Flag Day: Standards of respect and U.S. Flag etiquette - ABC 33/40 - Birmingham News, Weather, Sports

Flag Day: Standards of respect and U.S. Flag etiquette

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As Americans take time to appreciate what the flag represents on Flag Day, it's a good time for a refresher course in flag etiquette. The United States Flag Code, found in the first chapter of the U.S. Code, establishes some advisory rules. There is no penalty for not complying. But many people we spoke with say they are grateful when citizens do.

"It's symbolic. It represents the united states of america. And thousands and thousands of people have died for that flag, so we should treat it with reverence, with respect, with dignity," said Herman Watkins, program specialist at the Alabama National Cemetery.

As a Navy veteran, he says it disturbs him to see the American flag handled or displayed without care. Many well-intentioned people are not aware of proper flag etiquette. However, the United States Flag Code outlines rules concerning the stars and stripes. 

After more than 30 years in the military, Watkins can rattle off the rules. 

 "You fly the flag during the daylight hours. If you fly it at night you have to have shining on the flag at all times. If you have the flag upside down that means it's a sign of distress."

 For those who do not have the code memorized, a simple online search of the Flag Code can help.

Here are few to remember:

- The flag should not be used as a drapery

- The flag should never be used as a receptacle for receiving, holding or carrying

- The flag should not be used as a costume 

- The flag should never be used for advertising purposes

- The flag should be at the center and at the highest point if displayed among a group of flags on staffs

- The flag should not be draped over the top of hoods, tops, sides or back of vehicles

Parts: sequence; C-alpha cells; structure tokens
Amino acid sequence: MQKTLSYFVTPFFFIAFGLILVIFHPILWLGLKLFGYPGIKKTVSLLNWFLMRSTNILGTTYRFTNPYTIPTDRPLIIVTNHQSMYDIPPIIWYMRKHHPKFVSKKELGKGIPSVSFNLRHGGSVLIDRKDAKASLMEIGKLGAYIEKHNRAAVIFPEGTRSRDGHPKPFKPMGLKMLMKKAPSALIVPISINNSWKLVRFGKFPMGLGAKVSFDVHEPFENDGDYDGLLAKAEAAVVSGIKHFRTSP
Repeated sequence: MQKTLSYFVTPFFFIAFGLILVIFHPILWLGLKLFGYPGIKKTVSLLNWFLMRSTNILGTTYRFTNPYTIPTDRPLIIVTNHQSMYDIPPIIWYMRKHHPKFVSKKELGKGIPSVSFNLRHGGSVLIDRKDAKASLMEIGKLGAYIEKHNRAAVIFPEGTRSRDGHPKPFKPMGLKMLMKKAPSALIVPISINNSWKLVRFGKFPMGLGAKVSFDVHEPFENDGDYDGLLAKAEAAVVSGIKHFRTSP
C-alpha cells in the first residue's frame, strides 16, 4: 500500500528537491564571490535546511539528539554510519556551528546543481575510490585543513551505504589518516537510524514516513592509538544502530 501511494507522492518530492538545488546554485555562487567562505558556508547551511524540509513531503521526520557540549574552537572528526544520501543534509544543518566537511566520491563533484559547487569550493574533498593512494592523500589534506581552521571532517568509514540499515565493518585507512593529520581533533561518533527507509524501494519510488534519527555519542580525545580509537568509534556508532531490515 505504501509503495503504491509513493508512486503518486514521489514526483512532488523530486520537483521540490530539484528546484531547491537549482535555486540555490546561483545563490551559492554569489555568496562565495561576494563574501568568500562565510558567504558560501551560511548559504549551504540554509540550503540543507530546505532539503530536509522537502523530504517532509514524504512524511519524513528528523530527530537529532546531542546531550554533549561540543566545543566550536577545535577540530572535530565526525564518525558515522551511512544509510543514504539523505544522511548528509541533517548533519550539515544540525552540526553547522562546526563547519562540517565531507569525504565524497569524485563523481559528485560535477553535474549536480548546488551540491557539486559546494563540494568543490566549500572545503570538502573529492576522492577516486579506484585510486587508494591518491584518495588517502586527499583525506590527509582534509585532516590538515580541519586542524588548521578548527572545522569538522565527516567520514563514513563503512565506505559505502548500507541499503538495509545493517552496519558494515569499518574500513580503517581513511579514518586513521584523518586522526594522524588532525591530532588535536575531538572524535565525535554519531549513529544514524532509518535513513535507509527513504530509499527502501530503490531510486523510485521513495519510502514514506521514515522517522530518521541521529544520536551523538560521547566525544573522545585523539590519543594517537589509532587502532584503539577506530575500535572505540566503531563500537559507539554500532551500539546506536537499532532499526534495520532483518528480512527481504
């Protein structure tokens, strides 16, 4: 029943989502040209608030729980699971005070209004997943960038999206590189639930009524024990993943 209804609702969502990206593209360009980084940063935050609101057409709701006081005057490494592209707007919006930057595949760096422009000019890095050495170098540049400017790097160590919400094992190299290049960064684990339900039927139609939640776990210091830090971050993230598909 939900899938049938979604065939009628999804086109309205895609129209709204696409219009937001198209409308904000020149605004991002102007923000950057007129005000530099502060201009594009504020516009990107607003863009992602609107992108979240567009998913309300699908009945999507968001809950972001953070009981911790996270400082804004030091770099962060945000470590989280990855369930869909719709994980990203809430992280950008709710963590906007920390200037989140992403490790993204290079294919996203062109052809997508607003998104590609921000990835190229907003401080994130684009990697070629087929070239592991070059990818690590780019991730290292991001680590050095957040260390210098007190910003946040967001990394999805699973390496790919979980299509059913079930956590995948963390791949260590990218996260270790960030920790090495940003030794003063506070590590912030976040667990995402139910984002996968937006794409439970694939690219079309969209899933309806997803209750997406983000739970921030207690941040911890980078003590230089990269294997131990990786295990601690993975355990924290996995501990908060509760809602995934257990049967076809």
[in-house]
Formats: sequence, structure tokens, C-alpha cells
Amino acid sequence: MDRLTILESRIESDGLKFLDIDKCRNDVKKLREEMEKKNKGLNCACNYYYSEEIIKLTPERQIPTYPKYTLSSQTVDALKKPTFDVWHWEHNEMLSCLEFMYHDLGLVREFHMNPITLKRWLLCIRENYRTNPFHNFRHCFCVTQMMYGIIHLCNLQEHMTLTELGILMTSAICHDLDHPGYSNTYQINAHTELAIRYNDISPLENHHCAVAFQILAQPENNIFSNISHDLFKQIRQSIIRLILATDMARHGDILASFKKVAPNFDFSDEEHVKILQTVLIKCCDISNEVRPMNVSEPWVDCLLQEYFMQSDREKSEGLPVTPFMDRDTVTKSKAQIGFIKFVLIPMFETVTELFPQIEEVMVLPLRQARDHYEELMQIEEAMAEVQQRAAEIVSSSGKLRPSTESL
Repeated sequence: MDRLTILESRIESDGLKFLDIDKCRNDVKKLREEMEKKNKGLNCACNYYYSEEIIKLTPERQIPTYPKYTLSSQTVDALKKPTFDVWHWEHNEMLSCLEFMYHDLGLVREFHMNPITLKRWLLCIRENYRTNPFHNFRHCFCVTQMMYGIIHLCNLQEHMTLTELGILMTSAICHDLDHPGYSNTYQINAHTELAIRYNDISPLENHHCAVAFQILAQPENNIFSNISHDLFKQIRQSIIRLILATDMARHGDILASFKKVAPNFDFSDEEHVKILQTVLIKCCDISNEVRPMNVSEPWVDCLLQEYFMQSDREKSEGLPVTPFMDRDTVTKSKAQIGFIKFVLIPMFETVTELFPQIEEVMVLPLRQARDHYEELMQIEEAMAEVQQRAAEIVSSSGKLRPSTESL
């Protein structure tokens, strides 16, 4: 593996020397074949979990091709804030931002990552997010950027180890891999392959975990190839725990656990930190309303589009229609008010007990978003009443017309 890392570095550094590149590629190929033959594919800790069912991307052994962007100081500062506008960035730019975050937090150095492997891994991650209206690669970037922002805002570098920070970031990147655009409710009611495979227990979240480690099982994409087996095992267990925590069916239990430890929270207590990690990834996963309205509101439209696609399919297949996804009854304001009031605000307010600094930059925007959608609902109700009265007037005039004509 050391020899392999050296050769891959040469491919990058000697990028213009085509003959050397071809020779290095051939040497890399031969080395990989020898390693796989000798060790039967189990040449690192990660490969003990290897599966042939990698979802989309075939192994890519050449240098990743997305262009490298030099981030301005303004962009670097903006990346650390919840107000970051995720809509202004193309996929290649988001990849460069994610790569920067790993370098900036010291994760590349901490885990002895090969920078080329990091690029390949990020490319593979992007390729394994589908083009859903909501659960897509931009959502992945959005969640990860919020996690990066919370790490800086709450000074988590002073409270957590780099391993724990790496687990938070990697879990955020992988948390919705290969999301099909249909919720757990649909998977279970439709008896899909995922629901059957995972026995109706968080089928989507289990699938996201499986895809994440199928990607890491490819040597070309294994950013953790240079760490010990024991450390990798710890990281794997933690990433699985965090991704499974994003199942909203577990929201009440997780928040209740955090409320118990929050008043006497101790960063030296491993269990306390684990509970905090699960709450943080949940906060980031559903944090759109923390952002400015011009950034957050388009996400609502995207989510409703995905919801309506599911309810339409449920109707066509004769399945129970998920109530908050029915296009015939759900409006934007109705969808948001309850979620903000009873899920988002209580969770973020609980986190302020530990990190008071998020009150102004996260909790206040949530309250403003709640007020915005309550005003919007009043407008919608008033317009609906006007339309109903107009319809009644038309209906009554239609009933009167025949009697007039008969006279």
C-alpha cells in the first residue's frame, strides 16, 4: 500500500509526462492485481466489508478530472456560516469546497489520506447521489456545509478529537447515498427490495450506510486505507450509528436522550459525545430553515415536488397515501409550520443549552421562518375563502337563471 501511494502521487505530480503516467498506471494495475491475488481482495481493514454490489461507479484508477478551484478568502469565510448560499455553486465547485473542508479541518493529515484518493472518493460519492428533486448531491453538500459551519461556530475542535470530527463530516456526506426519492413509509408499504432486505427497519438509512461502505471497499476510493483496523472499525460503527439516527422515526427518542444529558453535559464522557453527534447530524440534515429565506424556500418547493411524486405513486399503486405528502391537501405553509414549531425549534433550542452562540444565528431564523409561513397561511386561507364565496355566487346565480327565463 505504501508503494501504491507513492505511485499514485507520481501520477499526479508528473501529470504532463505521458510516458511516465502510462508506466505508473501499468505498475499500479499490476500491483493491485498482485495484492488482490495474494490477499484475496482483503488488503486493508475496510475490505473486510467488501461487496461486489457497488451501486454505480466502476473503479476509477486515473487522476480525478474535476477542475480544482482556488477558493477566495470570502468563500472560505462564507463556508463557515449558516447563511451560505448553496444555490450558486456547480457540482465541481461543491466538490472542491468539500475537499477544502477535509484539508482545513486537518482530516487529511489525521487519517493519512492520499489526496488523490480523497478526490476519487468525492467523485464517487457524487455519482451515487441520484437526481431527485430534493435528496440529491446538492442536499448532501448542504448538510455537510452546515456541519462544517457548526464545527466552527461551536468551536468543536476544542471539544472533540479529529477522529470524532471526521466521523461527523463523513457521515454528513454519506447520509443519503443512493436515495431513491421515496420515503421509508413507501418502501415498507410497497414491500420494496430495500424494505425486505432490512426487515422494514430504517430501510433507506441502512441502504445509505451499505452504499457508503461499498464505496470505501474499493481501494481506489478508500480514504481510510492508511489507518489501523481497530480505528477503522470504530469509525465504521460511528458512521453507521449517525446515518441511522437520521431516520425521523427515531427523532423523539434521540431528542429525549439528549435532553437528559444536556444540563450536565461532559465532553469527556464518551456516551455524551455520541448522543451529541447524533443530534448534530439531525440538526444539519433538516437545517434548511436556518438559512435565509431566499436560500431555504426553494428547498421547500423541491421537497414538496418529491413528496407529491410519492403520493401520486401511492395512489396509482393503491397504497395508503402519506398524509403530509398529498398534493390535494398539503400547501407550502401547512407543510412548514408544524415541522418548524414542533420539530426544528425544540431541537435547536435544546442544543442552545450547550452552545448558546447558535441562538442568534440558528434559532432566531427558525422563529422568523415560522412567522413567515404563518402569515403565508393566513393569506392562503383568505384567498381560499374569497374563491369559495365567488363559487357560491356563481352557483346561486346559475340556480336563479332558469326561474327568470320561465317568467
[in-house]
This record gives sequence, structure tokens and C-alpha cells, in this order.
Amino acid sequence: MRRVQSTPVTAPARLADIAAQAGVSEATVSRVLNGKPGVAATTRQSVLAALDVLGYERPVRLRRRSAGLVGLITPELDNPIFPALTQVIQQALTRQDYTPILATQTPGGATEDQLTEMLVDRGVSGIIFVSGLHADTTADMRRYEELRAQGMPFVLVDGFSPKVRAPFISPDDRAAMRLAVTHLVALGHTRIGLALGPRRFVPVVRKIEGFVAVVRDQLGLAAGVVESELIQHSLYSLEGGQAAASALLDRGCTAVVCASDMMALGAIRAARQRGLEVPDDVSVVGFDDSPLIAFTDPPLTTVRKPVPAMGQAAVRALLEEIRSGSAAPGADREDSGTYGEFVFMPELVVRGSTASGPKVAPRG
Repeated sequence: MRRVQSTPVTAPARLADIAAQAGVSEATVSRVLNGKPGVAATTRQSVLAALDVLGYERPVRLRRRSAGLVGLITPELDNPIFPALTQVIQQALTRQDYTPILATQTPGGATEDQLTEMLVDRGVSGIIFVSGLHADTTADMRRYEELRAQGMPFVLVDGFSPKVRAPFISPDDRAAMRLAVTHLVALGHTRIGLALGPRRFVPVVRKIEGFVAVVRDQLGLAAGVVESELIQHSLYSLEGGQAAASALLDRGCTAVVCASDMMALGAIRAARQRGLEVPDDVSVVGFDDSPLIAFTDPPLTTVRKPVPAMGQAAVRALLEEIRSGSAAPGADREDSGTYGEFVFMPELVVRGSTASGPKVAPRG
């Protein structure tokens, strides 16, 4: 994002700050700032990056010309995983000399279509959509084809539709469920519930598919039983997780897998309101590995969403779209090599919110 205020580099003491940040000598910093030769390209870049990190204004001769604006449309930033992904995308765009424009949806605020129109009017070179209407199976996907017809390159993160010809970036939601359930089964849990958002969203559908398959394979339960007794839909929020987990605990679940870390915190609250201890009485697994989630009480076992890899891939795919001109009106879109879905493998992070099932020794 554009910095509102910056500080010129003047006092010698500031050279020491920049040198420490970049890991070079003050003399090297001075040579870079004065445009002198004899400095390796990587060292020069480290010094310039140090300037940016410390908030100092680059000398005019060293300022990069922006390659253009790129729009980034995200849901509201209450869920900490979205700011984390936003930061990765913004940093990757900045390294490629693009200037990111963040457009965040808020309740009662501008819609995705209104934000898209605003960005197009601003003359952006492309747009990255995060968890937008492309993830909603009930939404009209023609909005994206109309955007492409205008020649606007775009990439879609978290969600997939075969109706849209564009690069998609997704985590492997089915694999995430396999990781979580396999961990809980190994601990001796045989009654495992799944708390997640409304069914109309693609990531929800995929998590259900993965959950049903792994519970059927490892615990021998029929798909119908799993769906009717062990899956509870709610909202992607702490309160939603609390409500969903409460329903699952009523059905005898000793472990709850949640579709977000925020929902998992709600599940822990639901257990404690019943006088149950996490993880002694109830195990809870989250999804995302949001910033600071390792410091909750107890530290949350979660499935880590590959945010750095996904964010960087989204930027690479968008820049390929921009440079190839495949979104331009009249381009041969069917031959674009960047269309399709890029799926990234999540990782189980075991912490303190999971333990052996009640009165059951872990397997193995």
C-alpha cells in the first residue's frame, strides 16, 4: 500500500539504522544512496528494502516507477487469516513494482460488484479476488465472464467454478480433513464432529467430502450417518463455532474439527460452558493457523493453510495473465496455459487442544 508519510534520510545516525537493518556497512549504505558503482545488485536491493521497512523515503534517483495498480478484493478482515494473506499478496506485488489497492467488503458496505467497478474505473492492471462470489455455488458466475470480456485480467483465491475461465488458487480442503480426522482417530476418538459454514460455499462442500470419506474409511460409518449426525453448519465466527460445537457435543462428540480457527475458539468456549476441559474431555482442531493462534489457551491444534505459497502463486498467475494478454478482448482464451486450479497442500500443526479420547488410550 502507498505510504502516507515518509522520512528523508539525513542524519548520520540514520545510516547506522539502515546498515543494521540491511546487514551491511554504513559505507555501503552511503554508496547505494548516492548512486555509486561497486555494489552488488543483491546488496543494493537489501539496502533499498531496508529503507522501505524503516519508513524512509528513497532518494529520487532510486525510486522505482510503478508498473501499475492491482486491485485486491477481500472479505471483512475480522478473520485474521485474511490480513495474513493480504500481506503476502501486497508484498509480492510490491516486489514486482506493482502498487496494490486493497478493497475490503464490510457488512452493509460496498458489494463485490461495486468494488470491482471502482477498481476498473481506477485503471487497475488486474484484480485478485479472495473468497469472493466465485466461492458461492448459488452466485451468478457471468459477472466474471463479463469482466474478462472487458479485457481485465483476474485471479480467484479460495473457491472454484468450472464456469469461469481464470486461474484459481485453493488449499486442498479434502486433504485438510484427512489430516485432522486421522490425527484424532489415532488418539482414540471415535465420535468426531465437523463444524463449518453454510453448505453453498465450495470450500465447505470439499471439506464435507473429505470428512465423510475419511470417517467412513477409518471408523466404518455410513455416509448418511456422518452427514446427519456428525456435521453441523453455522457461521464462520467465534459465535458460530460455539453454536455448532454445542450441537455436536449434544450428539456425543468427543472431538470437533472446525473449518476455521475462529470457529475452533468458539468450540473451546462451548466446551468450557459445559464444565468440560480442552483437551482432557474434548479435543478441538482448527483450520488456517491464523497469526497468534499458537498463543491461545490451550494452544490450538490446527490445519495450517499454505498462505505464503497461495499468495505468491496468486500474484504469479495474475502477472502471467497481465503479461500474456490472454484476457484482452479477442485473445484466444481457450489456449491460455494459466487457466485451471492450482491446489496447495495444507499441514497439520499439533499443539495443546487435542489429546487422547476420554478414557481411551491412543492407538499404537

- Wen the flag is lowered, it should never touch the ground.

Perhaps one of the most common offenses is displaying a flag that is tattered, dirty or faded. 

"We take pride in it and a lot of people comment about the flag and notice the flag," said Chuck Woody, general sales manager of Crest Cadillac in Hoover.

The flag is prominently displayed in front of the business so he makes sure it's always in good shape. 

"We have one that is refurbished and ready to go up in case this on gets a little tattered," he said.

The Flag Code states that a flag should be destroyed when it is so worn that it is no longer fit to serve as a symbol of our country. But simply throwing it away is not deemed acceptable. 

"The Boy Scouts offer a flag disposal service that in a very respectful way we do away with the flag," said Walter Rush, Vice President for the Boy Scouts Council of Greater Alabama.

He says a flag disposal service is meant to be somber. 

"It's not a public service. It's not something that's done and advertised. It's something that is done and advertised. It's a very respectful quiet, orderly event. There is a fire. And we read the script," said Rush.

 Rush even demonstrated with me the proper way to fold a flag. 

Watkins says the best way to remember how to treat the flag is to remember those who have died for it. 

"That flag is draped over the caskets of our veterans. It should be handled with reverence honor and dignity."

When you purchase a new flag, it comes with this brochure titled "Our Flag", as a reminder of the rules as soon as you take your flag out of the packaging.
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